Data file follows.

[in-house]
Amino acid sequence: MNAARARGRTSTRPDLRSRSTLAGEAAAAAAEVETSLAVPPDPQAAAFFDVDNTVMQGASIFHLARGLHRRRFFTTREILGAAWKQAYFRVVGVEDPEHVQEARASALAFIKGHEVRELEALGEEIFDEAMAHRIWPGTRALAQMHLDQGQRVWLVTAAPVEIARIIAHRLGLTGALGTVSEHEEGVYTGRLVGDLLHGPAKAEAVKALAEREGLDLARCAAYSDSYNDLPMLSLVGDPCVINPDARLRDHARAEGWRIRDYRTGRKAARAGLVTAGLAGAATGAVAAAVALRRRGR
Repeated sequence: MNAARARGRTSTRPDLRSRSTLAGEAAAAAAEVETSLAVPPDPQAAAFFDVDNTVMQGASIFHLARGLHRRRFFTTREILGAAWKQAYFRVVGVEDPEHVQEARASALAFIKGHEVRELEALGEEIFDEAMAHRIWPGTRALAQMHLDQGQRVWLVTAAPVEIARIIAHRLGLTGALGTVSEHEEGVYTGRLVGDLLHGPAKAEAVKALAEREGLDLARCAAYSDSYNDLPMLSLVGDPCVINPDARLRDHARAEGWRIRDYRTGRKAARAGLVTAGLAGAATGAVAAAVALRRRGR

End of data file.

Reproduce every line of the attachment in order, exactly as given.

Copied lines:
[in-house]
Amino acid sequence: MNAARARGRTSTRPDLRSRSTLAGEAAAAAAEVETSLAVPPDPQAAAFFDVDNTVMQGASIFHLARGLHRRRFFTTREILGAAWKQAYFRVVGVEDPEHVQEARASALAFIKGHEVRELEALGEEIFDEAMAHRIWPGTRALAQMHLDQGQRVWLVTAAPVEIARIIAHRLGLTGALGTVSEHEEGVYTGRLVGDLLHGPAKAEAVKALAEREGLDLARCAAYSDSYNDLPMLSLVGDPCVINPDARLRDHARAEGWRIRDYRTGRKAARAGLVTAGLAGAATGAVAAAVALRRRGR
Repeated sequence: MNAARARGRTSTRPDLRSRSTLAGEAAAAAAEVETSLAVPPDPQAAAFFDVDNTVMQGASIFHLARGLHRRRFFTTREILGAAWKQAYFRVVGVEDPEHVQEARASALAFIKGHEVRELEALGEEIFDEAMAHRIWPGTRALAQMHLDQGQRVWLVTAAPVEIARIIAHRLGLTGALGTVSEHEEGVYTGRLVGDLLHGPAKAEAVKALAEREGLDLARCAAYSDSYNDLPMLSLVGDPCVINPDARLRDHARAEGWRIRDYRTGRKAARAGLVTAGLAGAATGAVAAAVALRRRGR